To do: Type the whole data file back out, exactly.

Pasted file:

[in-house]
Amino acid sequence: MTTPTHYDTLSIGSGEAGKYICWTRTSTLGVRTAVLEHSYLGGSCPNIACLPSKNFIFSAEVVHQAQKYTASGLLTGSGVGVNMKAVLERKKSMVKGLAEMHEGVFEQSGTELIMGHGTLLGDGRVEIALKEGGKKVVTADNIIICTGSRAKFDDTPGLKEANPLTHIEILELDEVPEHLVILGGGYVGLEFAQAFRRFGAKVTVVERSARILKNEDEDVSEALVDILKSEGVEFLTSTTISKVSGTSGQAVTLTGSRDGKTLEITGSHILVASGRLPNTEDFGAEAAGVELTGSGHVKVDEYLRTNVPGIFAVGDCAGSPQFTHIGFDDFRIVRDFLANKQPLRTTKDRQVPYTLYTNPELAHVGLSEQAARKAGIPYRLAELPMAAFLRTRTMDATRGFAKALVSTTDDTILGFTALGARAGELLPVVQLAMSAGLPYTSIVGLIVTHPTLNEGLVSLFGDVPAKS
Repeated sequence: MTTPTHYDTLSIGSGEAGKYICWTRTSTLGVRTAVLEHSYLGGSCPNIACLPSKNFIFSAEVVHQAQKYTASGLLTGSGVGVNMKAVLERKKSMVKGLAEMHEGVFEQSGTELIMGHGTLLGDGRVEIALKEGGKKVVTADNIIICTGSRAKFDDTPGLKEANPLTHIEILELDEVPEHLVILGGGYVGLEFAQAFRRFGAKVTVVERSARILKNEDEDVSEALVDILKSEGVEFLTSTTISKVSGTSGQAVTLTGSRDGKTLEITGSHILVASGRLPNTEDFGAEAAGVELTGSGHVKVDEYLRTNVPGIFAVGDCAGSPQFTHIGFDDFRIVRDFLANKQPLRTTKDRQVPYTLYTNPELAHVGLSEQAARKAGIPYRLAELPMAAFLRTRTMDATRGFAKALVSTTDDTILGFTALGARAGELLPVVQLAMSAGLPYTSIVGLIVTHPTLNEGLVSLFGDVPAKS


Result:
[in-house]
Amino acid sequence: MTTPTHYDTLSIGSGEAGKYICWTRTSTLGVRTAVLEHSYLGGSCPNIACLPSKNFIFSAEVVHQAQKYTASGLLTGSGVGVNMKAVLERKKSMVKGLAEMHEGVFEQSGTELIMGHGTLLGDGRVEIALKEGGKKVVTADNIIICTGSRAKFDDTPGLKEANPLTHIEILELDEVPEHLVILGGGYVGLEFAQAFRRFGAKVTVVERSARILKNEDEDVSEALVDILKSEGVEFLTSTTISKVSGTSGQAVTLTGSRDGKTLEITGSHILVASGRLPNTEDFGAEAAGVELTGSGHVKVDEYLRTNVPGIFAVGDCAGSPQFTHIGFDDFRIVRDFLANKQPLRTTKDRQVPYTLYTNPELAHVGLSEQAARKAGIPYRLAELPMAAFLRTRTMDATRGFAKALVSTTDDTILGFTALGARAGELLPVVQLAMSAGLPYTSIVGLIVTHPTLNEGLVSLFGDVPAKS
Repeated sequence: MTTPTHYDTLSIGSGEAGKYICWTRTSTLGVRTAVLEHSYLGGSCPNIACLPSKNFIFSAEVVHQAQKYTASGLLTGSGVGVNMKAVLERKKSMVKGLAEMHEGVFEQSGTELIMGHGTLLGDGRVEIALKEGGKKVVTADNIIICTGSRAKFDDTPGLKEANPLTHIEILELDEVPEHLVILGGGYVGLEFAQAFRRFGAKVTVVERSARILKNEDEDVSEALVDILKSEGVEFLTSTTISKVSGTSGQAVTLTGSRDGKTLEITGSHILVASGRLPNTEDFGAEAAGVELTGSGHVKVDEYLRTNVPGIFAVGDCAGSPQFTHIGFDDFRIVRDFLANKQPLRTTKDRQVPYTLYTNPELAHVGLSEQAARKAGIPYRLAELPMAAFLRTRTMDATRGFAKALVSTTDDTILGFTALGARAGELLPVVQLAMSAGLPYTSIVGLIVTHPTLNEGLVSLFGDVPAKS